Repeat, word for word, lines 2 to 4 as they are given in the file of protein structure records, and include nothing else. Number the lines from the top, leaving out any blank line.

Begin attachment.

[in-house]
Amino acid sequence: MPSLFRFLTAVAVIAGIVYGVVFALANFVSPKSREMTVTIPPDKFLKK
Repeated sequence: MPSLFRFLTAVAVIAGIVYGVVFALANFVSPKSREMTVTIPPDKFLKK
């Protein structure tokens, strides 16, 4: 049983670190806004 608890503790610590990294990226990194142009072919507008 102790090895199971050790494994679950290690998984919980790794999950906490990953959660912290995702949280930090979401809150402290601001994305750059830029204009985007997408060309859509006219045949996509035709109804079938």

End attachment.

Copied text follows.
Amino acid sequence: MPSLFRFLTAVAVIAGIVYGVVFALANFVSPKSREMTVTIPPDKFLKK
Repeated sequence: MPSLFRFLTAVAVIAGIVYGVVFALANFVSPKSREMTVTIPPDKFLKK
């Protein structure tokens, strides 16, 4: 049983670190806004 608890503790610590990294990226990194142009072919507008 102790090895199971050790494994679950290690998984919980790794999950906490990953959660912290995702949280930090979401809150402290601001994305750059830029204009985007997408060309859509006219045949996509035709109804079938």